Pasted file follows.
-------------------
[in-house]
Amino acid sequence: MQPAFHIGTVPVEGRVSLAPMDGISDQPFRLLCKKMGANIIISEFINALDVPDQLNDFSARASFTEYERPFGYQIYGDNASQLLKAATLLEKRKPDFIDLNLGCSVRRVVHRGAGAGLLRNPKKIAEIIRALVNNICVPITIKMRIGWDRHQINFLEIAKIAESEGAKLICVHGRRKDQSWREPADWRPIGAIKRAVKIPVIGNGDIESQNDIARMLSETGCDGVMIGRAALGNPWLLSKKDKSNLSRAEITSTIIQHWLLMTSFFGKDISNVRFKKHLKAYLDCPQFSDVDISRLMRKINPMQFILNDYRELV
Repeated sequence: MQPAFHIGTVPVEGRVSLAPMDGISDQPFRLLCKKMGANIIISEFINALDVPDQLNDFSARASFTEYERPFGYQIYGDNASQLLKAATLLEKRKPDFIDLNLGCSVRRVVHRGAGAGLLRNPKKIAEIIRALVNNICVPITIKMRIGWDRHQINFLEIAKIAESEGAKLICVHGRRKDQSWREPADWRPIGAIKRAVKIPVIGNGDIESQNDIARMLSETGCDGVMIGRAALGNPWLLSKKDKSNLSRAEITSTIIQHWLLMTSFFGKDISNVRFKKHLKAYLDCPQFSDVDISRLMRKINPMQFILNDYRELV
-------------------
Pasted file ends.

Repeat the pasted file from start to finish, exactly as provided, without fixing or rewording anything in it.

[in-house]
Amino acid sequence: MQPAFHIGTVPVEGRVSLAPMDGISDQPFRLLCKKMGANIIISEFINALDVPDQLNDFSARASFTEYERPFGYQIYGDNASQLLKAATLLEKRKPDFIDLNLGCSVRRVVHRGAGAGLLRNPKKIAEIIRALVNNICVPITIKMRIGWDRHQINFLEIAKIAESEGAKLICVHGRRKDQSWREPADWRPIGAIKRAVKIPVIGNGDIESQNDIARMLSETGCDGVMIGRAALGNPWLLSKKDKSNLSRAEITSTIIQHWLLMTSFFGKDISNVRFKKHLKAYLDCPQFSDVDISRLMRKINPMQFILNDYRELV
Repeated sequence: MQPAFHIGTVPVEGRVSLAPMDGISDQPFRLLCKKMGANIIISEFINALDVPDQLNDFSARASFTEYERPFGYQIYGDNASQLLKAATLLEKRKPDFIDLNLGCSVRRVVHRGAGAGLLRNPKKIAEIIRALVNNICVPITIKMRIGWDRHQINFLEIAKIAESEGAKLICVHGRRKDQSWREPADWRPIGAIKRAVKIPVIGNGDIESQNDIARMLSETGCDGVMIGRAALGNPWLLSKKDKSNLSRAEITSTIIQHWLLMTSFFGKDISNVRFKKHLKAYLDCPQFSDVDISRLMRKINPMQFILNDYRELV